W&L counseling expands services


Simona Radeva

The Washington and Lee counseling center held an open house last Tuesday to broadcast their new services.

Simona Radeva, Staff Writer

The Washington and Lee Counseling Center hosted its second-ever open house on Sept. 20, where students could enjoy food and refreshments and meet the current staff. 

“We really just want to open our doors,” said Dave Salge, a resident in counseling who joined the center last year and is an assigned resource to the athletic community, but also the campus at large.

Students could meet Salge and the rest of the staff during a scavenger hunt designed to break the ice and introduce the different therapy options available at the Counseling Center.

“Sometimes there’s stigma or bias around the counseling experience, so we want to try to break down those walls,” said Salge. 

Counselors are working to “be approachable to students [and] answer questions,” Salge explained. He said the Counseling Center has been actively trying to reach students from all corners of campus. 

The current staff includes both full-time and part-time counselors and psychologists, a nurse practitioner and a peer-recovery support specialist trained in helping students battle substance abuse issues. Another addition this year is the campus advocate position, held by Dr. Janet Boller, who will provide support for students going through Title IX processes.

“You never know what is going to resonate with a student or make a connection,” said Counseling Center Director Jeff Rutter. “You have to do everything you can to be more visible and more relatable.”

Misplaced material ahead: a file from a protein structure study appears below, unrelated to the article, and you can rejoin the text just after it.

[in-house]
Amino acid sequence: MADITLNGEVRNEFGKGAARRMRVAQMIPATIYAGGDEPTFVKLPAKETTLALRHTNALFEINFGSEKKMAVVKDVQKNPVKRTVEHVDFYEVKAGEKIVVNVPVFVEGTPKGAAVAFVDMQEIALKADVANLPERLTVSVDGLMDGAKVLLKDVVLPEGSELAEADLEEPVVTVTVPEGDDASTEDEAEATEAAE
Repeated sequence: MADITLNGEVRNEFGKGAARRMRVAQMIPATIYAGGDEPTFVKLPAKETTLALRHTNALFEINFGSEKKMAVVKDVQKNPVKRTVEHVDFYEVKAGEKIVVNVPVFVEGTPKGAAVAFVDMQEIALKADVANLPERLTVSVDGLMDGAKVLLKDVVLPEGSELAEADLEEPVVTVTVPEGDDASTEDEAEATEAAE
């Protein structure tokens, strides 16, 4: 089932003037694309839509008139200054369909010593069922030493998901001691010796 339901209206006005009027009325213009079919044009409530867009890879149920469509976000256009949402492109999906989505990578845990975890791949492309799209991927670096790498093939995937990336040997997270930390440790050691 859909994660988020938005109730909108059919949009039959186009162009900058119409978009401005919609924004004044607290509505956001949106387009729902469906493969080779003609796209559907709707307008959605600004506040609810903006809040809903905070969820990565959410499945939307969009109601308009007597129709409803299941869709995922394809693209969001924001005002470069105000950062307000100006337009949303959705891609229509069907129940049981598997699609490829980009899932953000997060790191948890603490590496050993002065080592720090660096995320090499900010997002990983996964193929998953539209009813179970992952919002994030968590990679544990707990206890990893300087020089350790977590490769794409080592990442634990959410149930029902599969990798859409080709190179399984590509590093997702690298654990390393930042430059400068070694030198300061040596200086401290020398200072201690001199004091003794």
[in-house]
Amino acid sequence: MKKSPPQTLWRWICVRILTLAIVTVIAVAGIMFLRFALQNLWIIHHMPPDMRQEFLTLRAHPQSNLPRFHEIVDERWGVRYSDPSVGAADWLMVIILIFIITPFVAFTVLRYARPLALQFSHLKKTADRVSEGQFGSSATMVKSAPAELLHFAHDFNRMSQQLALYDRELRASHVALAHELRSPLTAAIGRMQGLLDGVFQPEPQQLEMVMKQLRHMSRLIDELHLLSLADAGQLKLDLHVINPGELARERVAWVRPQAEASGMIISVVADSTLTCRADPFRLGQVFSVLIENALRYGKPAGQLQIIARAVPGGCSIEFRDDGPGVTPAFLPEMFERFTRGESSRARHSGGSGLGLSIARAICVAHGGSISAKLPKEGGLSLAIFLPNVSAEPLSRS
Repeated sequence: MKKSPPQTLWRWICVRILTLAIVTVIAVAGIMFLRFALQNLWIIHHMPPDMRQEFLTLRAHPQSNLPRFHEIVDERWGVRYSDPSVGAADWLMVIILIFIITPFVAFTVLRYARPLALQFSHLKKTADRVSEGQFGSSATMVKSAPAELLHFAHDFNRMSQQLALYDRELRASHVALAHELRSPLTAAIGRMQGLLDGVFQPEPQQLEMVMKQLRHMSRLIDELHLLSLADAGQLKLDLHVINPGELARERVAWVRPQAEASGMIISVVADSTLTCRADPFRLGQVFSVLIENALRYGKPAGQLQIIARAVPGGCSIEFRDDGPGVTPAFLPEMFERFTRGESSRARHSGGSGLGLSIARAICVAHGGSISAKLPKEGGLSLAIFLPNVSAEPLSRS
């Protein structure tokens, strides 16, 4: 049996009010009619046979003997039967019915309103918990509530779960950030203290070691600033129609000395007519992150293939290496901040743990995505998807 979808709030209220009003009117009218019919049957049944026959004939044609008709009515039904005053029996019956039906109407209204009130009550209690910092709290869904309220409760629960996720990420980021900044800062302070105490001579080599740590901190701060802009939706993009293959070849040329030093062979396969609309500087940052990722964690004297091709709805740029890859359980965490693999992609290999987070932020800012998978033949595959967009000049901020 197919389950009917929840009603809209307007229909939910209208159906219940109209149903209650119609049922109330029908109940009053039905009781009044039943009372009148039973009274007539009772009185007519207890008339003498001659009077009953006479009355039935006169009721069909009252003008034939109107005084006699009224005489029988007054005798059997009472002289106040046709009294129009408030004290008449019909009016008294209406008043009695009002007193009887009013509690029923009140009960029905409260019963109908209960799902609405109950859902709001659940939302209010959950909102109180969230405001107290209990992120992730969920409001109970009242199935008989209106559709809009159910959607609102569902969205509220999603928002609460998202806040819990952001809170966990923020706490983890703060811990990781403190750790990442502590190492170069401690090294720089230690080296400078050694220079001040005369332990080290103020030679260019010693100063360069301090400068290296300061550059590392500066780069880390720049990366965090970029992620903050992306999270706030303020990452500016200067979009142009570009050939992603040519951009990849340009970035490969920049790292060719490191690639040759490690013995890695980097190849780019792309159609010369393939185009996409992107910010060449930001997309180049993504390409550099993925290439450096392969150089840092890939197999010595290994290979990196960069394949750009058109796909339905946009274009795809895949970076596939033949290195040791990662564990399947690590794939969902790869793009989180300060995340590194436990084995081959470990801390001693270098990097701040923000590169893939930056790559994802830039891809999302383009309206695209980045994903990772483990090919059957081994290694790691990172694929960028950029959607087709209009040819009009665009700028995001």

For a lot of students, counseling was not available or accessible before college for a multitude of reasons including financial hurdles, stigma and shame. 

“I didn’t really have access to any counseling before coming to W&L, for financial reasons and just stigma around it as far as family members go,” said Jessica Pachuca, ’25. “But it’s important to have it here so people have access to that, and also because college is hard, and you’re developing your feelings.”

Jade Westbrook, a resident in counseling at the center, said a lot of students don’t know the center’s staff or how to ask for help. Westbrook took it upon herself to organize this year and last year’s open house, in an attempt to make the center’s resources more accessible and its space more welcoming.

“We want to work on that—our image and what we’re doing—so we can be better,” Westbrook said. “We want people to give us a chance.”

Westbrook also helped kick-start the Black, Indigenous, and People of Color (BIPOC) support group that will be having its first meeting on Sept. 29. This year the Counseling Center is also launching a support group for international students, “United,” supervised by Mehak Kapoor, who joined the center this year.

“They were looking for someone who focused on diversity and inclusion,” Kapoor said. “Someone who has worked with multicultural perspectives in counseling, and someone who can really work with international students.”

Leela Addepalli, ’25, who also attended the open house, came up with the idea behind United and helped bring the group to life. 

“Being an international student on this campus specifically is not easy,” Addepalli said. “It’s not easy anywhere, but this campus makes it harder sometimes just because of the way social life functions.”

Addepalli is also involved with the Washingtonian Society, a collegiate recovery group for students who want to reevaluate their relationship with alcohol and/or other substances. According to her, the support group systems, including United and the Washingtonian Society, are extremely valuable resources for W&L students who might be experiencing culture shock or struggling with the intensity of the college experience.

“While some people thrive in that sort of pressure and atmosphere, there are people who could also be drowning,” Addepalli said. “And the support group system is designed to identify and support the students that are drowning or on the verge of drowning.”

The Counseling Center is open and available to students struggling with mental health issues and concerns that might be impacting their academics, social life and general well-being.